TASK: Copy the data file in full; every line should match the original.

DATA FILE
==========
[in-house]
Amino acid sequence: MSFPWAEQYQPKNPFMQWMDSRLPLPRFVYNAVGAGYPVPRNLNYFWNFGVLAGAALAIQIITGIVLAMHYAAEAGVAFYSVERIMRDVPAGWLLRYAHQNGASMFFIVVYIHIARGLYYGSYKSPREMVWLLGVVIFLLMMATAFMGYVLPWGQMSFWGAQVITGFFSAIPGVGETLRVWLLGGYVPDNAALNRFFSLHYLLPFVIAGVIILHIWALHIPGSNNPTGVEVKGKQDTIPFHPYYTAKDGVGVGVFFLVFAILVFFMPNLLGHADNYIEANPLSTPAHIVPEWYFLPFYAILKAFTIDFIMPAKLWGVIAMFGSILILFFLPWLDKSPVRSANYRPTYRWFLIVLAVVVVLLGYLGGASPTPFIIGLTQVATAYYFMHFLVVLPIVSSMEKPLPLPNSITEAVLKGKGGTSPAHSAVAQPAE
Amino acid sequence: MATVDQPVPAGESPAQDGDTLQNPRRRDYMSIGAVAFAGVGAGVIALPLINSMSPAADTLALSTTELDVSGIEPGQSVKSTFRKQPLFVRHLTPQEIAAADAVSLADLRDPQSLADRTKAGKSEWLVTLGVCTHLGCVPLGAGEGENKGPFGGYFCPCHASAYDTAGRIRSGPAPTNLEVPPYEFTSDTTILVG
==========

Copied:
[in-house]
Amino acid sequence: MSFPWAEQYQPKNPFMQWMDSRLPLPRFVYNAVGAGYPVPRNLNYFWNFGVLAGAALAIQIITGIVLAMHYAAEAGVAFYSVERIMRDVPAGWLLRYAHQNGASMFFIVVYIHIARGLYYGSYKSPREMVWLLGVVIFLLMMATAFMGYVLPWGQMSFWGAQVITGFFSAIPGVGETLRVWLLGGYVPDNAALNRFFSLHYLLPFVIAGVIILHIWALHIPGSNNPTGVEVKGKQDTIPFHPYYTAKDGVGVGVFFLVFAILVFFMPNLLGHADNYIEANPLSTPAHIVPEWYFLPFYAILKAFTIDFIMPAKLWGVIAMFGSILILFFLPWLDKSPVRSANYRPTYRWFLIVLAVVVVLLGYLGGASPTPFIIGLTQVATAYYFMHFLVVLPIVSSMEKPLPLPNSITEAVLKGKGGTSPAHSAVAQPAE
Amino acid sequence: MATVDQPVPAGESPAQDGDTLQNPRRRDYMSIGAVAFAGVGAGVIALPLINSMSPAADTLALSTTELDVSGIEPGQSVKSTFRKQPLFVRHLTPQEIAAADAVSLADLRDPQSLADRTKAGKSEWLVTLGVCTHLGCVPLGAGEGENKGPFGGYFCPCHASAYDTAGRIRSGPAPTNLEVPPYEFTSDTTILVG